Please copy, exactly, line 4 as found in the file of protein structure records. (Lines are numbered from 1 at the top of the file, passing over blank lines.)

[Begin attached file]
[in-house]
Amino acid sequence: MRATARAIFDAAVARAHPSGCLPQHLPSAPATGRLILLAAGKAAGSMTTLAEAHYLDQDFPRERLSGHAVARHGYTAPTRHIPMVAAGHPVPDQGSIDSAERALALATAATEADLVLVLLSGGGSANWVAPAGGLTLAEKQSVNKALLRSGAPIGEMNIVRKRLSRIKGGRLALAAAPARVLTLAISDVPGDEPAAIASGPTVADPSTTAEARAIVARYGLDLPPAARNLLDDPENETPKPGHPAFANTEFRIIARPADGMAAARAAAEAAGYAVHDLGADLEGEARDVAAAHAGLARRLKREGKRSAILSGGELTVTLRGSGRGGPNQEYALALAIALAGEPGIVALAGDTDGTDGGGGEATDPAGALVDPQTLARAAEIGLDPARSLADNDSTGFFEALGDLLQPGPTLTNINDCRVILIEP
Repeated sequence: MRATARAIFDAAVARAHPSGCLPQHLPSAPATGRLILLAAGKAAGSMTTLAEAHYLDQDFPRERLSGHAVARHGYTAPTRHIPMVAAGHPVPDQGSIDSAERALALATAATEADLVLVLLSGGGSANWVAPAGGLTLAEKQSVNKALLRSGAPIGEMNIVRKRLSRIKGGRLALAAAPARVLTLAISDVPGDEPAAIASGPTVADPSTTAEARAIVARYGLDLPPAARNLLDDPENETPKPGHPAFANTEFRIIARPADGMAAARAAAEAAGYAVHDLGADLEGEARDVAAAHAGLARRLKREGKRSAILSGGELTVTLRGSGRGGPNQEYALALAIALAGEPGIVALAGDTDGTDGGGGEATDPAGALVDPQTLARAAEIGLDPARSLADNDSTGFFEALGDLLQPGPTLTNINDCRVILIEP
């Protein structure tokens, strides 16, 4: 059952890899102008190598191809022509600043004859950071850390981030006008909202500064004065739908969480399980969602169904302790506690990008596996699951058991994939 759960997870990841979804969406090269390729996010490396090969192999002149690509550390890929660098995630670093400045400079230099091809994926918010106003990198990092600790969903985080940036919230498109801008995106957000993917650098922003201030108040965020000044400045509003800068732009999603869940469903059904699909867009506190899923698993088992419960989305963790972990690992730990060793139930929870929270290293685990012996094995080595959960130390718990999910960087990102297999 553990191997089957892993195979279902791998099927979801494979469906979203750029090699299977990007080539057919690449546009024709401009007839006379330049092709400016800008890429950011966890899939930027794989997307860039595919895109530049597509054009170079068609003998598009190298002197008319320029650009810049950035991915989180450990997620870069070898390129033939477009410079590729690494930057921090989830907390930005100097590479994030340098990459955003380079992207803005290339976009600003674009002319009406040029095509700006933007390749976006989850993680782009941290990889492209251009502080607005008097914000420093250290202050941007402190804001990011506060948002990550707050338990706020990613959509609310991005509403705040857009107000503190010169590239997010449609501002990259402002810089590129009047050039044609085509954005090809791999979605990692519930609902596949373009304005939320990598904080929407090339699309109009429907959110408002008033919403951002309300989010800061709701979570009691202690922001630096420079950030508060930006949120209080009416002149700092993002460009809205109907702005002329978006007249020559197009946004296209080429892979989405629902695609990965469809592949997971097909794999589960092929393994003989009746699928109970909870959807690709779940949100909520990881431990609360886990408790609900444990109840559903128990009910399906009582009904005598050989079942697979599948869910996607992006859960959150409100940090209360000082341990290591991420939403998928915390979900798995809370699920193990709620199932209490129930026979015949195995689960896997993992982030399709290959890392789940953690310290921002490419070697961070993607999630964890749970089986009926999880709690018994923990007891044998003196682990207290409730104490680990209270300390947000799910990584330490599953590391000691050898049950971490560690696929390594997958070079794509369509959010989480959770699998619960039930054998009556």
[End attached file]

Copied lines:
């Protein structure tokens, strides 16, 4: 059952890899102008190598191809022509600043004859950071850390981030006008909202500064004065739908969480399980969602169904302790506690990008596996699951058991994939 759960997870990841979804969406090269390729996010490396090969192999002149690509550390890929660098995630670093400045400079230099091809994926918010106003990198990092600790969903985080940036919230498109801008995106957000993917650098922003201030108040965020000044400045509003800068732009999603869940469903059904699909867009506190899923698993088992419960989305963790972990690992730990060793139930929870929270290293685990012996094995080595959960130390718990999910960087990102297999 553990191997089957892993195979279902791998099927979801494979469906979203750029090699299977990007080539057919690449546009024709401009007839006379330049092709400016800008890429950011966890899939930027794989997307860039595919895109530049597509054009170079068609003998598009190298002197008319320029650009810049950035991915989180450990997620870069070898390129033939477009410079590729690494930057921090989830907390930005100097590479994030340098990459955003380079992207803005290339976009600003674009002319009406040029095509700006933007390749976006989850993680782009941290990889492209251009502080607005008097914000420093250290202050941007402190804001990011506060948002990550707050338990706020990613959509609310991005509403705040857009107000503190010169590239997010449609501002990259402002810089590129009047050039044609085509954005090809791999979605990692519930609902596949373009304005939320990598904080929407090339699309109009429907959110408002008033919403951002309300989010800061709701979570009691202690922001630096420079950030508060930006949120209080009416002149700092993002460009809205109907702005002329978006007249020559197009946004296209080429892979989405629902695609990965469809592949997971097909794999589960092929393994003989009746699928109970909870959807690709779940949100909520990881431990609360886990408790609900444990109840559903128990009910399906009582009904005598050989079942697979599948869910996607992006859960959150409100940090209360000082341990290591991420939403998928915390979900798995809370699920193990709620199932209490129930026979015949195995689960896997993992982030399709290959890392789940953690310290921002490419070697961070993607999630964890749970089986009926999880709690018994923990007891044998003196682990207290409730104490680990209270300390947000799910990584330490599953590391000691050898049950971490560690696929390594997958070079794509369509959010989480959770699998619960039930054998009556």